There must be annual health checks for every school child, with proper medical records kept for early detection and management of potential illnesses.  These must be provided free by the State. Equally important is that children with disabilities must be supported at all levels of their education. For example, there should be free transportation to and from school for children with disabilities and appropriate equipment to aid their learning. Equally important, children with “special learning” needs must be identified and supported appropriately throughout their time in school.

School meals must be provided for all school children. We all know that learning is difficult when you are hungry. By providing healthy school meals Nigerian children will understand their lessons better, and they will grow up to become healthy and educated young adults ready to sustain the modern Nigerian economy. Another benefit of this policy is that we will utilize our God blessed fertile land more efficiently and help sustain and develop our agriculture industry. Farming will be rewarding because there would be a ready market. Other subsidiary industries such as catering, transport and power will develop and expand as a result of this policy as well. In the long run we would have a healthy educated society to replace the current generation when they depart.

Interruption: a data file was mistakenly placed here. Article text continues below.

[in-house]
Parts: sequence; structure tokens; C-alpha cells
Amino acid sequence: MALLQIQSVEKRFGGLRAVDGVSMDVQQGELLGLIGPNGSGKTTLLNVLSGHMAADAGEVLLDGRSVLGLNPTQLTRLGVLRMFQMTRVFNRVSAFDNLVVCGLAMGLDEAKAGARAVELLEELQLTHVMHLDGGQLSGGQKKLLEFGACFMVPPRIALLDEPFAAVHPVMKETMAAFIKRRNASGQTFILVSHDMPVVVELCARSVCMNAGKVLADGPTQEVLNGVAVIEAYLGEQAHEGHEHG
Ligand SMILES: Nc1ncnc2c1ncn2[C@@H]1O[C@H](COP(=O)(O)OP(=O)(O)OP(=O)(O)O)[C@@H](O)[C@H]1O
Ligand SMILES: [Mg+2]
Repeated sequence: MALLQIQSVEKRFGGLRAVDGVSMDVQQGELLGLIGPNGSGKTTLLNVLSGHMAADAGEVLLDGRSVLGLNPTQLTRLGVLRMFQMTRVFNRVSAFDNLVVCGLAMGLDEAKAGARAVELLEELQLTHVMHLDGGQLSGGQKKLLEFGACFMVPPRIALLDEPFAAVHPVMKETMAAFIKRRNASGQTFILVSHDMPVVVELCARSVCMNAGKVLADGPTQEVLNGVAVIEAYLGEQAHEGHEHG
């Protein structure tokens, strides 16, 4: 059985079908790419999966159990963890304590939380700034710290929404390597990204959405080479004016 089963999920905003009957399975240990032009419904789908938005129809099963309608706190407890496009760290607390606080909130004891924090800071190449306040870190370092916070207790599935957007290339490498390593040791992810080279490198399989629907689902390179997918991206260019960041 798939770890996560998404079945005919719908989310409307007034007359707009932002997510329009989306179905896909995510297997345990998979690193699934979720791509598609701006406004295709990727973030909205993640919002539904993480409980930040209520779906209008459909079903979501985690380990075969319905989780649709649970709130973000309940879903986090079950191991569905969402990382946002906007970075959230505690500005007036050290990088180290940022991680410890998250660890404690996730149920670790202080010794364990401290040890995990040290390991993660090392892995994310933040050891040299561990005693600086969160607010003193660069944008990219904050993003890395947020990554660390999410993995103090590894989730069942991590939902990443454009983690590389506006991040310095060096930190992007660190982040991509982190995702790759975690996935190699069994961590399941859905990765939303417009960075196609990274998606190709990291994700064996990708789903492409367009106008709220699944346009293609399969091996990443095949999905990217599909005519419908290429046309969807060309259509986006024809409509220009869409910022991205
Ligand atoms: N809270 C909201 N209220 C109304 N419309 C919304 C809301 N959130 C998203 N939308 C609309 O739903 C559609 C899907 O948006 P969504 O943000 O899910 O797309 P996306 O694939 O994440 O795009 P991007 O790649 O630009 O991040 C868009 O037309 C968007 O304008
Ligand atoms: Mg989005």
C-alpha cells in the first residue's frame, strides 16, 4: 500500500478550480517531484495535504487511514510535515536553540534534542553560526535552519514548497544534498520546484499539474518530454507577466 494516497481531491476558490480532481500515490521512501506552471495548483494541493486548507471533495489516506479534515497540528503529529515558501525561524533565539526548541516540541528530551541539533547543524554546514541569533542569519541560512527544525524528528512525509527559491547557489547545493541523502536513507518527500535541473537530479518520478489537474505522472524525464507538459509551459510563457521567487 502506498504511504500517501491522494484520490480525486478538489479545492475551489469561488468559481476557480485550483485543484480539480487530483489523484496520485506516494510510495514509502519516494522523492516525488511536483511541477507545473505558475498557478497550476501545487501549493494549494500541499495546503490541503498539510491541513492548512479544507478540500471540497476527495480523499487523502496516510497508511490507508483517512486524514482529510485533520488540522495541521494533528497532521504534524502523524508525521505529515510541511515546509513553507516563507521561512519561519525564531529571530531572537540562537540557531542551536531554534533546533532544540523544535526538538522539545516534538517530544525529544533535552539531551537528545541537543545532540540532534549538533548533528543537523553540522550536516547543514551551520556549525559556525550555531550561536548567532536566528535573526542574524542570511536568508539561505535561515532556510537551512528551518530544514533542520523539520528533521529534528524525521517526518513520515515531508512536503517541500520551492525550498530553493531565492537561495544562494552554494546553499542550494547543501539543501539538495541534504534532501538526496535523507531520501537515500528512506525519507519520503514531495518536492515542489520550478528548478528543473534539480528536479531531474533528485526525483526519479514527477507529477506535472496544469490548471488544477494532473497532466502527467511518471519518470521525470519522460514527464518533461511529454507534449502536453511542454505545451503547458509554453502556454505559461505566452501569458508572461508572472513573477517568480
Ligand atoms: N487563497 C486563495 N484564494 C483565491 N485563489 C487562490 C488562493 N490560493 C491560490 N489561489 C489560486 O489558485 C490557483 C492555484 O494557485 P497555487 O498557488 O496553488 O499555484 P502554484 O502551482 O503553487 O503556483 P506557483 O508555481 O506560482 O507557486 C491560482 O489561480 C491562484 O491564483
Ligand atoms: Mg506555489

Providing adequate books, free school meals, health checks and subsidised transportation will lighten the burden of poor parents, encourage them to send their children to school and enhance the child’s learning experience. All Nigerian parents would have peace of mind knowing that their children are being cared for.